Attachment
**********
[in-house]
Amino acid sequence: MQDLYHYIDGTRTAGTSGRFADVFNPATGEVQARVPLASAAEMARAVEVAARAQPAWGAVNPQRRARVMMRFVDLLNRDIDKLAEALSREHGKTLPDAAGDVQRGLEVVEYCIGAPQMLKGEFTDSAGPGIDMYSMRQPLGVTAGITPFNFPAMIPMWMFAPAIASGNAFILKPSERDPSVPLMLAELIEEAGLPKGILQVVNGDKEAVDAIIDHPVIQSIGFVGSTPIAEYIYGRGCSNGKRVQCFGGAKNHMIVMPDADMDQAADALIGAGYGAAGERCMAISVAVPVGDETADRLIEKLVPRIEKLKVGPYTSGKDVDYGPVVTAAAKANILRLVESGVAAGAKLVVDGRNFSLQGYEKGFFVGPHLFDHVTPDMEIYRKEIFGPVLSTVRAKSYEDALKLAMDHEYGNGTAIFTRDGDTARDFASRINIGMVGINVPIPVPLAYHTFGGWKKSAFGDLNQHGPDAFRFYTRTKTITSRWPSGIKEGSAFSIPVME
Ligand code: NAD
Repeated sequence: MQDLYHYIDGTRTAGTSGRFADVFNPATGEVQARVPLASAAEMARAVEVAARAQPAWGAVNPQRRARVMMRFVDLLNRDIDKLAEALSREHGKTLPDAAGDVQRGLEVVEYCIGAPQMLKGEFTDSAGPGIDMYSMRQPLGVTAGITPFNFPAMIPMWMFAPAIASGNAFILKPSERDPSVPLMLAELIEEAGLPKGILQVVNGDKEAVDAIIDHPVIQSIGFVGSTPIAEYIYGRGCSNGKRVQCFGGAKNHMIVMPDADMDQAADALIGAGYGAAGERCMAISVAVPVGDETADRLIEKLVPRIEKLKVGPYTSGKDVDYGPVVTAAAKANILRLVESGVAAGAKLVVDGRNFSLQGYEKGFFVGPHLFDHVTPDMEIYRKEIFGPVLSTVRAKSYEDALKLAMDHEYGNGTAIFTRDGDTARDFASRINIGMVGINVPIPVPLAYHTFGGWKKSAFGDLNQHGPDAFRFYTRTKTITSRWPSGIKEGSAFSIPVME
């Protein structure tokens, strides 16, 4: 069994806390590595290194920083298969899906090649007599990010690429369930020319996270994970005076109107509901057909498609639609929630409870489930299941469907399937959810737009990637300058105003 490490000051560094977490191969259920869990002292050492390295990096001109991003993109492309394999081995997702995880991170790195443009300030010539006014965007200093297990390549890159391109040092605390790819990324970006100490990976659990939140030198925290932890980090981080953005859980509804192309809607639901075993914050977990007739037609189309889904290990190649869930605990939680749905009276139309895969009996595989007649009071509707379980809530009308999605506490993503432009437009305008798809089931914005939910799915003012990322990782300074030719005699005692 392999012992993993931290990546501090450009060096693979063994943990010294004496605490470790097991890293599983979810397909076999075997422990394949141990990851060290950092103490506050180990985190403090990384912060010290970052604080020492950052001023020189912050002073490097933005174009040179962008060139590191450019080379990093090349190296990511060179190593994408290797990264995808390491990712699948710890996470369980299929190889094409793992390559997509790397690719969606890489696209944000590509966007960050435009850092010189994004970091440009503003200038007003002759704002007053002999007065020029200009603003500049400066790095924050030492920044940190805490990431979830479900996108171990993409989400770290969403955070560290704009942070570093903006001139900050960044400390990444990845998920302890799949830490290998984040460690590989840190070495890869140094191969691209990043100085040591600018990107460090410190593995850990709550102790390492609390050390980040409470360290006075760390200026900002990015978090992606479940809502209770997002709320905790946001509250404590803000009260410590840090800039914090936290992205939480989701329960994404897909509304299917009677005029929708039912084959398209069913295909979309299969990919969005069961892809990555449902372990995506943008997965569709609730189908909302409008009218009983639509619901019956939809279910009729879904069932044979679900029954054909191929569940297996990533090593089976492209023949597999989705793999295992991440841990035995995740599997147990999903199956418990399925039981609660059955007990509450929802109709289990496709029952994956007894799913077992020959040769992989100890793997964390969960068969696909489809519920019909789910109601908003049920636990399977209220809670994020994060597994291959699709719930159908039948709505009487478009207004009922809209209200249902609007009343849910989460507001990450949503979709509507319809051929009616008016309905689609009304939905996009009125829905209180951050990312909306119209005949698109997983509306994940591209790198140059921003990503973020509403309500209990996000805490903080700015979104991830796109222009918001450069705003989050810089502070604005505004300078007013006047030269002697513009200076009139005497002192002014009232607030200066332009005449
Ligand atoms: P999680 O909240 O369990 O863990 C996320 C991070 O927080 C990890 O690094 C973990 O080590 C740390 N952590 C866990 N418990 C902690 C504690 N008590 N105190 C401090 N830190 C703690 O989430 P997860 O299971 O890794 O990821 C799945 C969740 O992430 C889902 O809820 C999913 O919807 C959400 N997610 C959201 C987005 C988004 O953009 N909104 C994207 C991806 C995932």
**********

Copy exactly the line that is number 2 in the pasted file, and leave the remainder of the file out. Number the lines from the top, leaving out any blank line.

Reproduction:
Amino acid sequence: MQDLYHYIDGTRTAGTSGRFADVFNPATGEVQARVPLASAAEMARAVEVAARAQPAWGAVNPQRRARVMMRFVDLLNRDIDKLAEALSREHGKTLPDAAGDVQRGLEVVEYCIGAPQMLKGEFTDSAGPGIDMYSMRQPLGVTAGITPFNFPAMIPMWMFAPAIASGNAFILKPSERDPSVPLMLAELIEEAGLPKGILQVVNGDKEAVDAIIDHPVIQSIGFVGSTPIAEYIYGRGCSNGKRVQCFGGAKNHMIVMPDADMDQAADALIGAGYGAAGERCMAISVAVPVGDETADRLIEKLVPRIEKLKVGPYTSGKDVDYGPVVTAAAKANILRLVESGVAAGAKLVVDGRNFSLQGYEKGFFVGPHLFDHVTPDMEIYRKEIFGPVLSTVRAKSYEDALKLAMDHEYGNGTAIFTRDGDTARDFASRINIGMVGINVPIPVPLAYHTFGGWKKSAFGDLNQHGPDAFRFYTRTKTITSRWPSGIKEGSAFSIPVME